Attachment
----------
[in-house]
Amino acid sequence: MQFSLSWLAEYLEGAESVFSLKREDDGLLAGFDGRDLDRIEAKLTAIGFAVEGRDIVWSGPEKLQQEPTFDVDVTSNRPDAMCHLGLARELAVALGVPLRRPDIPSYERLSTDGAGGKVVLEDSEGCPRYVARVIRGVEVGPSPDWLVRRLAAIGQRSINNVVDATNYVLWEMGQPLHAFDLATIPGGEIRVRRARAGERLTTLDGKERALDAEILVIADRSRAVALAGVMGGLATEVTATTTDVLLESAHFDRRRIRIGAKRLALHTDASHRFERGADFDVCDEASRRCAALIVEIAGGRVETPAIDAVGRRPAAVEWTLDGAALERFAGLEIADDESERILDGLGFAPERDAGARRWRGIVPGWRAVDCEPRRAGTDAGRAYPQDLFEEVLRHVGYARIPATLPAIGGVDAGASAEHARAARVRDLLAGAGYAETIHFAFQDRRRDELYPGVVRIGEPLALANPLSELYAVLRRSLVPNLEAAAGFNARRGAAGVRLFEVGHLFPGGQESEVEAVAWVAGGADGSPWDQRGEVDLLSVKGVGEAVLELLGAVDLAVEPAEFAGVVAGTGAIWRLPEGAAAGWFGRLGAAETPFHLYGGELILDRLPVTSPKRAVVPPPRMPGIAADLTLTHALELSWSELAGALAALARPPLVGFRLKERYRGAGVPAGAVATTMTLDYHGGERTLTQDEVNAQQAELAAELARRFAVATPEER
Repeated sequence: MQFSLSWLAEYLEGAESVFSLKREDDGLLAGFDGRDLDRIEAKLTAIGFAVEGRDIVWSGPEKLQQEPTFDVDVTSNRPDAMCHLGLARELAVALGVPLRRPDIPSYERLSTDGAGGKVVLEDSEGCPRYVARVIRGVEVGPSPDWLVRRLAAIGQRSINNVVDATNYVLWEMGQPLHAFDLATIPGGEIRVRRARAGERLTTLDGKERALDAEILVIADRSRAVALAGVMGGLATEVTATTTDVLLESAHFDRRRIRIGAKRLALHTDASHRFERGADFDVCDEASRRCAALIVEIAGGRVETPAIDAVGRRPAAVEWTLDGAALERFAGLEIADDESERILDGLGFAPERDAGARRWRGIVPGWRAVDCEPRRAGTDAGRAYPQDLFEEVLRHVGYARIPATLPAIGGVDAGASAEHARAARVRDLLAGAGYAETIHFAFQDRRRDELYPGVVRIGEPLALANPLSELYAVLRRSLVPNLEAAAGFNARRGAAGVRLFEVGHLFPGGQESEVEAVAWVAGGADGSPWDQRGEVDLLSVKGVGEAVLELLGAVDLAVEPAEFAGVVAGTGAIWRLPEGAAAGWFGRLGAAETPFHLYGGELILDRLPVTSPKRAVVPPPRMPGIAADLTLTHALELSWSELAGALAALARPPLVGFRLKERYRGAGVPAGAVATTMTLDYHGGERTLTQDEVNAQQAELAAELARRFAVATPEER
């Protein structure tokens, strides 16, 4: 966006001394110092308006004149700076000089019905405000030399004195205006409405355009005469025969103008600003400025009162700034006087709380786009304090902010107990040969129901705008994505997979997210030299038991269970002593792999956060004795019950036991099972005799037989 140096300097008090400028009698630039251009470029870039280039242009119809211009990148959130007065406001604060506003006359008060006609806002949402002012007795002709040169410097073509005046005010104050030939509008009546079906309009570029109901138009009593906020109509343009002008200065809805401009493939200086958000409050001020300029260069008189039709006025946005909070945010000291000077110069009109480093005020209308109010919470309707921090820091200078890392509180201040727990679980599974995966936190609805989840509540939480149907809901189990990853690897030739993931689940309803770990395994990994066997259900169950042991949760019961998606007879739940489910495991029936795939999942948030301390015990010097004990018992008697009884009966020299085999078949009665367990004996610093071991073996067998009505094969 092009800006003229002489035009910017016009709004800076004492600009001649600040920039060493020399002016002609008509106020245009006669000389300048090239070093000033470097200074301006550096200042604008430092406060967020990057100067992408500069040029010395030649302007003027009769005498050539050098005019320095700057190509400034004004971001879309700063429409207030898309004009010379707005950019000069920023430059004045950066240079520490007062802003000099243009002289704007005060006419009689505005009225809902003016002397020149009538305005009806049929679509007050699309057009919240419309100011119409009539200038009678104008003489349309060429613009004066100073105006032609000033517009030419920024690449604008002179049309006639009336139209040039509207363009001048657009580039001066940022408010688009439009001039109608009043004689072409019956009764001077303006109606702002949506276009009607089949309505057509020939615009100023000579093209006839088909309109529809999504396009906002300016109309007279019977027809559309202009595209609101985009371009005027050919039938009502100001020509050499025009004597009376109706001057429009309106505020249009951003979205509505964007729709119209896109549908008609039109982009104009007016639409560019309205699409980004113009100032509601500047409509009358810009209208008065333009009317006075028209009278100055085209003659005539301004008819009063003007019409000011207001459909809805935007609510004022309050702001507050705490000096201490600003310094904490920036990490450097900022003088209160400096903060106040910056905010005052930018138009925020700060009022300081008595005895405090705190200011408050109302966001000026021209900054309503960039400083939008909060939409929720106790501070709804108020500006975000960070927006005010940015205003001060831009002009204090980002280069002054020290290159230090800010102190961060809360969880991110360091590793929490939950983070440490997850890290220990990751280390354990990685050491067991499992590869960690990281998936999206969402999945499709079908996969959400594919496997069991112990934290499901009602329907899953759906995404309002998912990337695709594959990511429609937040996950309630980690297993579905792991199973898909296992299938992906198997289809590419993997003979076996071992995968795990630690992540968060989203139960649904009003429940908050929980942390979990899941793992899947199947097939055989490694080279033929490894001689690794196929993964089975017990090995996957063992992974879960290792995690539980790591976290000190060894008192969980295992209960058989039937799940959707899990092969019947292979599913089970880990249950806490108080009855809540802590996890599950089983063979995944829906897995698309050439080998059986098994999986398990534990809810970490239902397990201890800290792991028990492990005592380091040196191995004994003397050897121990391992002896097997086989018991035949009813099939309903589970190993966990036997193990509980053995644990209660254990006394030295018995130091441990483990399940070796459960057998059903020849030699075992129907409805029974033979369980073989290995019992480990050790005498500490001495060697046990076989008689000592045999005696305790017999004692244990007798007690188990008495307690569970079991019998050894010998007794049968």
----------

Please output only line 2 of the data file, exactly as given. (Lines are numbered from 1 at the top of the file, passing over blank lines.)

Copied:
Amino acid sequence: MQFSLSWLAEYLEGAESVFSLKREDDGLLAGFDGRDLDRIEAKLTAIGFAVEGRDIVWSGPEKLQQEPTFDVDVTSNRPDAMCHLGLARELAVALGVPLRRPDIPSYERLSTDGAGGKVVLEDSEGCPRYVARVIRGVEVGPSPDWLVRRLAAIGQRSINNVVDATNYVLWEMGQPLHAFDLATIPGGEIRVRRARAGERLTTLDGKERALDAEILVIADRSRAVALAGVMGGLATEVTATTTDVLLESAHFDRRRIRIGAKRLALHTDASHRFERGADFDVCDEASRRCAALIVEIAGGRVETPAIDAVGRRPAAVEWTLDGAALERFAGLEIADDESERILDGLGFAPERDAGARRWRGIVPGWRAVDCEPRRAGTDAGRAYPQDLFEEVLRHVGYARIPATLPAIGGVDAGASAEHARAARVRDLLAGAGYAETIHFAFQDRRRDELYPGVVRIGEPLALANPLSELYAVLRRSLVPNLEAAAGFNARRGAAGVRLFEVGHLFPGGQESEVEAVAWVAGGADGSPWDQRGEVDLLSVKGVGEAVLELLGAVDLAVEPAEFAGVVAGTGAIWRLPEGAAAGWFGRLGAAETPFHLYGGELILDRLPVTSPKRAVVPPPRMPGIAADLTLTHALELSWSELAGALAALARPPLVGFRLKERYRGAGVPAGAVATTMTLDYHGGERTLTQDEVNAQQAELAAELARRFAVATPEER